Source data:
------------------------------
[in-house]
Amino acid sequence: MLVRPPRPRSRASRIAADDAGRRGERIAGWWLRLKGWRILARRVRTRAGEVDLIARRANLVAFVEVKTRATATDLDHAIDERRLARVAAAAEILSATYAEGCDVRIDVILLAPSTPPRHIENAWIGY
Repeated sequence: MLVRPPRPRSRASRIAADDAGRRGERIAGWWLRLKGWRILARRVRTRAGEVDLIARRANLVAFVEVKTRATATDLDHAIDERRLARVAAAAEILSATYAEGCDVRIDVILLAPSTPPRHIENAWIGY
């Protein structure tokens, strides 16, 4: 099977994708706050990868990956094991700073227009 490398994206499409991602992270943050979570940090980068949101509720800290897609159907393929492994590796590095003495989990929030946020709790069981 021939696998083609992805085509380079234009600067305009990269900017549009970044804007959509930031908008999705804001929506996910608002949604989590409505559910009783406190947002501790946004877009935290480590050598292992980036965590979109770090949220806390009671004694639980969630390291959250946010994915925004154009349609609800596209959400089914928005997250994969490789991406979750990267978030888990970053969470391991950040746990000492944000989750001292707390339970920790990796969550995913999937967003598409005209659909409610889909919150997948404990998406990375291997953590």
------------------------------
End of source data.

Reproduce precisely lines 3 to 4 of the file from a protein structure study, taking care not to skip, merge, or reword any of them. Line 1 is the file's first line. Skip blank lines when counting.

Repeated sequence: MLVRPPRPRSRASRIAADDAGRRGERIAGWWLRLKGWRILARRVRTRAGEVDLIARRANLVAFVEVKTRATATDLDHAIDERRLARVAAAAEILSATYAEGCDVRIDVILLAPSTPPRHIENAWIGY
């Protein structure tokens, strides 16, 4: 099977994708706050990868990956094991700073227009 490398994206499409991602992270943050979570940090980068949101509720800290897609159907393929492994590796590095003495989990929030946020709790069981 021939696998083609992805085509380079234009600067305009990269900017549009970044804007959509930031908008999705804001929506996910608002949604989590409505559910009783406190947002501790946004877009935290480590050598292992980036965590979109770090949220806390009671004694639980969630390291959250946010994915925004154009349609609800596209959400089914928005997250994969490789991406979750990267978030888990970053969470391991950040746990000492944000989750001292707390339970920790990796969550995913999937967003598409005209659909409610889909919150997948404990998406990375291997953590």